What is the future of publishing? I moderated a distinguished panel at the IIR Education Industry Investment Forum in Phoenix last week that tackled this question. The general thrust was that publishers need to adapt to a new environment or they will be left behind.
Reid Lyon (bio) the architect of Reading First and CEO of Synergistic Education Solutions tackled the question of context – how materials are used matters more than the materials themselves. Publishers need to think build this into their products and business models.
Hakan Satiroglu CEO of xPlana covered how new tools are changing the structure of what is offered and how traditional publishers are struggling with this new paradigm (see my post on this topic here).
Bobbie Kurshan CEO of Curriki talked about how the Open Source community is going to play in the creation of content and how publishers can benefit for participating in the community. (see my post on Open Source in Education here).
As moderator I discussed how publishers need to move away from trying to recreate the book experience on-line to leveraging experiences only the technology can provide like virtual worlds and video games.
Follow the “keep reading” link to find an extended description of each panelist’s key points and some notes on the Q&A portion of the session. (If you are on an RSS reader you may need to click through to the original article to see this link).
The notes that follow are my rough capture of the discussion as it unfolded. I present the content as close to the speakers original words as I can.
This is the most interesting time to be in publishing since Gutenberg. But to succeed publishers need to recognize what business they are really in. They are not in the business of developing books, they are in the idea business. They find, secure, develop, and disseminate ideas. The format isn’t all that important.
Smart publishers will thrive in the new environment if they embrace three trends.
1. Products can be made much faster by leveraging technology to create materials and run development processes in parallel. The products are cheaper and they get to market faster.
2. The cost of sampling and trial has plummeted with free downloads of PDFs. This eliminates a huge bottleneck and expense in getting product out to niches.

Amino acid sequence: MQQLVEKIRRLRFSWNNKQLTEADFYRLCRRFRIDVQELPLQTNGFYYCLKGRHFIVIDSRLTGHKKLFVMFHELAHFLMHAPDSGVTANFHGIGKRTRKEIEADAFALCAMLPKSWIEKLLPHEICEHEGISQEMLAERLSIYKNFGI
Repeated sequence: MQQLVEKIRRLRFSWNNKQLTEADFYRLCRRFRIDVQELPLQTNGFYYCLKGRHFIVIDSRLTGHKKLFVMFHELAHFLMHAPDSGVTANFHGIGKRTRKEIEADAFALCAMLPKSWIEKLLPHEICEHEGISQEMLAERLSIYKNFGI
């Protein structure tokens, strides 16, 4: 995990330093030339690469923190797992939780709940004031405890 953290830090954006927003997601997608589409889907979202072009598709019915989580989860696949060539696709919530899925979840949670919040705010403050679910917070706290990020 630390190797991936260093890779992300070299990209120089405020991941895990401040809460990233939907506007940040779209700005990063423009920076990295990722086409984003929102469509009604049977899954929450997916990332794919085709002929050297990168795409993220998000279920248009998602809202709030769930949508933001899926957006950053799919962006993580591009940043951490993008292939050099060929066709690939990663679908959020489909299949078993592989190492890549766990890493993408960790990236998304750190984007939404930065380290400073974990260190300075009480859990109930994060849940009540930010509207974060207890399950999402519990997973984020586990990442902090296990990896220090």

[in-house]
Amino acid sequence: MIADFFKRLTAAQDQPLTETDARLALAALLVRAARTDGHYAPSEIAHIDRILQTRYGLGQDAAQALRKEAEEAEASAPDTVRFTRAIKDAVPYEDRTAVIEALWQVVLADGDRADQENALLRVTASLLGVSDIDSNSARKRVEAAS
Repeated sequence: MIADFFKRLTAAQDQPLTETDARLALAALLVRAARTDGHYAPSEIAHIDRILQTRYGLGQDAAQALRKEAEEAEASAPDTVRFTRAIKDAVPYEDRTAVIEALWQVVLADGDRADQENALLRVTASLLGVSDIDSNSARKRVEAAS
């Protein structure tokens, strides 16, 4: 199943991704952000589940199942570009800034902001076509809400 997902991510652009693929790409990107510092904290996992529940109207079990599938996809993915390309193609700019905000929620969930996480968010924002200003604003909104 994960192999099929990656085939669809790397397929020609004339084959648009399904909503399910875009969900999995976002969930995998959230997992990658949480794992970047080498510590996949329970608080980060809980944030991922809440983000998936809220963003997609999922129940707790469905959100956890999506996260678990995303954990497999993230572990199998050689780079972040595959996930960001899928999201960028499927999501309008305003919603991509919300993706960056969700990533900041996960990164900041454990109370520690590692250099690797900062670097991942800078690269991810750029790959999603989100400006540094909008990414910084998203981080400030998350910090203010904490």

3. Smart publishers will sell to more people globally driving down unit costs and prices dramatically.
As a result of these trends publishers can sell products for less and can create value in places they couldn’t do so economically before.
He said that he could drop the cost of college textbooks by 50% and pay a 10% royalty to participating colleges in a consortium if they would agree to standardize on one text per class type rather than letting professors pick any book they want to. They could then have their own faculty write the book and do most of the distribution on-line.
See my comments on the New York Times article on this topic from last summer.
Publishers have to change or be changed. It isn’t enough to provide the content – you also have to provide the context in order to get real and lasting results. Technology provides many of the tools to support this mission.
He is a scientist who has asked three basic questions for the last 30 years.
1. How do kids learn to read?
2. Why do so many have difficulties?
3. What kind of programs have a high probability of success?
He led a longitudinal study funded by the National Institutes of Health that looked at these questions in a scientific way. They worked with 48,000 students for an average of 9 years and the study continues today as these students move through their adult lives.
Publishers really didn’t want to look at the results. Kids couldn’t read but the publishers were all making money off of reading programs. When congress looked at this in the mid 90’s they turned to NIH for help. Reading First came from this. For publishers it was change or be changed.
Now one of the questions he asks is how does publishing solve the underlying problems, not just make better books.
Through a comprehensive approach the NIH study was able to reduce reading failure from 60% down to 10% or less in urban schools. But do to this they took a comprehensive approach to the learning environment.
How have we done with Reading First? We have now sunk $6 billion into Reading First – but kids are reading better or worse depending on the professional development and the implementation. This is borne out in measurable results – we saw 15% gains for schools that implemented effectively and little or no gains for schools with sloppy implementation.
Good, current, and accurate content is what publishers do well. But you need a delivery system that presents the content and applies it immediately you don’t get learning that sticks. And you have to measure it rapidly and provide constant and steady feedback to the kids and teachers. It isn’t enough to just provide the content – you also have to provide the context. Technology like virtual worlds and simulations that allow learners to apply new knowledge can help significantly in this arena.